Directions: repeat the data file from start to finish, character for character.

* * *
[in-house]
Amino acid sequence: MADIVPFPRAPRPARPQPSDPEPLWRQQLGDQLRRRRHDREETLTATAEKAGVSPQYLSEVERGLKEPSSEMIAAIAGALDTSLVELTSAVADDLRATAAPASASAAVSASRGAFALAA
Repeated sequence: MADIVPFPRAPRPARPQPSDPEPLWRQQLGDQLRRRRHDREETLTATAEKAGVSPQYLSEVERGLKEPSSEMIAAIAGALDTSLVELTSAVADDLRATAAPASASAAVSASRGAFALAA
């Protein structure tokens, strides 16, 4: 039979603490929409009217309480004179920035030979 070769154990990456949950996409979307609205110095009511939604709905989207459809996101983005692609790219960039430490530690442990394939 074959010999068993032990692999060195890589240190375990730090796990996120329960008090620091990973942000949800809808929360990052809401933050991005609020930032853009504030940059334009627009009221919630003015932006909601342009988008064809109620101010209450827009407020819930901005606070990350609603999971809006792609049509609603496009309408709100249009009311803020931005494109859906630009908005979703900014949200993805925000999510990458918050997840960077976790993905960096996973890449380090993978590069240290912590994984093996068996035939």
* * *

[in-house]
Amino acid sequence: MADIVPFPRAPRPARPQPSDPEPLWRQQLGDQLRRRRHDREETLTATAEKAGVSPQYLSEVERGLKEPSSEMIAAIAGALDTSLVELTSAVADDLRATAAPASASAAVSASRGAFALAA
Repeated sequence: MADIVPFPRAPRPARPQPSDPEPLWRQQLGDQLRRRRHDREETLTATAEKAGVSPQYLSEVERGLKEPSSEMIAAIAGALDTSLVELTSAVADDLRATAAPASASAAVSASRGAFALAA
């Protein structure tokens, strides 16, 4: 039979603490929409009217309480004179920035030979 070769154990990456949950996409979307609205110095009511939604709905989207459809996101983005692609790219960039430490530690442990394939 074959010999068993032990692999060195890589240190375990730090796990996120329960008090620091990973942000949800809808929360990052809401933050991005609020930032853009504030940059334009627009009221919630003015932006909601342009988008064809109620101010209450827009407020819930901005606070990350609603999971809006792609049509609603496009309408709100249009009311803020931005494109859906630009908005979703900014949200993805925000999510990458918050997840960077976790993905960096996973890449380090993978590069240290912590994984093996068996035939």